He may play a retiree in 'Quartet', but at 70, a serene Billy Connolly still shines bright, writes Edel Coffey
It's hard to believe Billy Connolly, Scottish comedy king, is 70 years old. He's still large and rangy, still has an unruly mane of hair and scraggly goatee, although both are now snowy white, and could pass for a man 10 years younger.
We meet on a cold evening, just before Christmas, and he is dressed in a monochrome take on his wacky wardrobe of tartans. His trousers bear a grey-and-black pattern and his patched woollen jacket is perfectly mis-matched (he picked it up at a vintage store in LA, where he lives, for '15 bucks').
Connolly is in town to promote his new film, the Dustin Hoffman-directed Quartet, which is about a retirement home for ageing opera singers and musicians. The cast can only be described as stellar – Maggie Smith, Michael Gambon, Pauline Collins and Sheridan Smith. Connolly, however, looks a little too young and vibrant to play Wilf, a retired singer who has had a stroke.
"I'm not too young for the part but I look too young. That was the worry for Dustin, that's why he pondered for a long time. It was supposed to be Albert Finney and he was sick and then he went to Peter O'Toole but he doesn't want to make movies any more so then he came back to me and said, would you mind cutting your hair. So they cut my hair and gave me a moustache.
"Being around so many old people every day making the movie did make me think about it. I don't normally think about ageing because I'm 37," he says with the sudden flash of the gnashers that reminds you of the Billy Connolly made famous from countless YouTube clips.
Does he think there should be more films like Quartet or last year's Best Exotic Marigold Hotel, both of which deal exclusively with characters post-retirement? "I don't think there should be a rush to make movies about old people but I think people of all ages and genders should be used in movies. It should reflect society much more than it does . . . instead of people f***ing running about and chasing vampires that bore you shiteless."
Connolly may not look his age but he has, inevitably, aged. His savage wit was the kind that used to make audience members afraid to go to the bathroom during his shows, for fear they would be heckled there and back, but today, Connolly is sedate, almost to a fault.
He seems to be fishing his words from great depths, looking mostly at a fixed point in the distance while doing so and hauling his gaze back to make eye contact only occasionally.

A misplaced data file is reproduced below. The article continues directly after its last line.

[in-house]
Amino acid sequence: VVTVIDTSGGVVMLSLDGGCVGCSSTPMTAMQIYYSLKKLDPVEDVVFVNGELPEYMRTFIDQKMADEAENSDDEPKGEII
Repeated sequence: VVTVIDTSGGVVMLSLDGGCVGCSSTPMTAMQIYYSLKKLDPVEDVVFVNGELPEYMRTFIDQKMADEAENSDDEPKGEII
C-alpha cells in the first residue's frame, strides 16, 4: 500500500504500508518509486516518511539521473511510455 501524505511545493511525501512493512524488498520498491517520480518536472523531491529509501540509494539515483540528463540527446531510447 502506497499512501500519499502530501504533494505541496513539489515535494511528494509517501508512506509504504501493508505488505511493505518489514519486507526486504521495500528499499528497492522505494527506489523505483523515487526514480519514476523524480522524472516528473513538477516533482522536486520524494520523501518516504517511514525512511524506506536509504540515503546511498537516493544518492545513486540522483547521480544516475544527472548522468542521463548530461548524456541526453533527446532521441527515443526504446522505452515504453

He repeats stories that he's told previously on chat shows, which might just be down to the fact that he's been on the publicity mill for years now and can't be bothered coming up with new tricks but it might also be down to what one Twitter wag suggested was Connolly's passage into his 'anecdotage'.
Connolly still tours but when he's not working, his life sounds as serene as his demeanour. "I like my life the way it is – smoking cigars and fishing and playing the banjo. I work when I need to. I work quite hard. I tour the way I always did.
'Being (on tour) live is like being dead. People say, 'Are you still in the business?' when I've been in the Far East and Australia and it's taken me a year to do it, so they think I'm out of the business. Other people are on telly doing three-minute spots and they look busy. They're not nearly as busy as me." He does seem to get a lot done, as well as the acting and the comedy he has also taken up art and has even exhibited his work – felt-tip pen drawings of mysterious bound figures – and plays music every day. The extraordinary anger and outrage that defined his early shows seems entirely dissipated.
I wonder has that got anything to do with him having addressed the fact that his father sexually abused him as a child, which he spoke about in his biography Billy, written by his wife, psychologist Pamela Stephenson (pictured below).
"A lot of people carry it around like a big rucksack full of bricks. You can put it down and walk away from it. You're the victim! And then there's forgiveness, which is brilliant. To forgive the person takes a huge load off you. It's dead easy. It's a bit like prayer. It's not difficult to do but it's kind of awkward at first or difficult to believe that anything's happening. Whereas if you believe it's happening, it is."
That kind of belief played a part in his determination to become a comedian from a young age. "You must have this kind of profound belief before it works, you talk yourself into it, I suppose. A little light shines somewhere.
"You have to constantly nurture it because you're your own mother. Some people have mothers and fathers who encourage them– I didn't. You have to believe it until you can't bear the thought of life without it."
Quartet is in cinemas now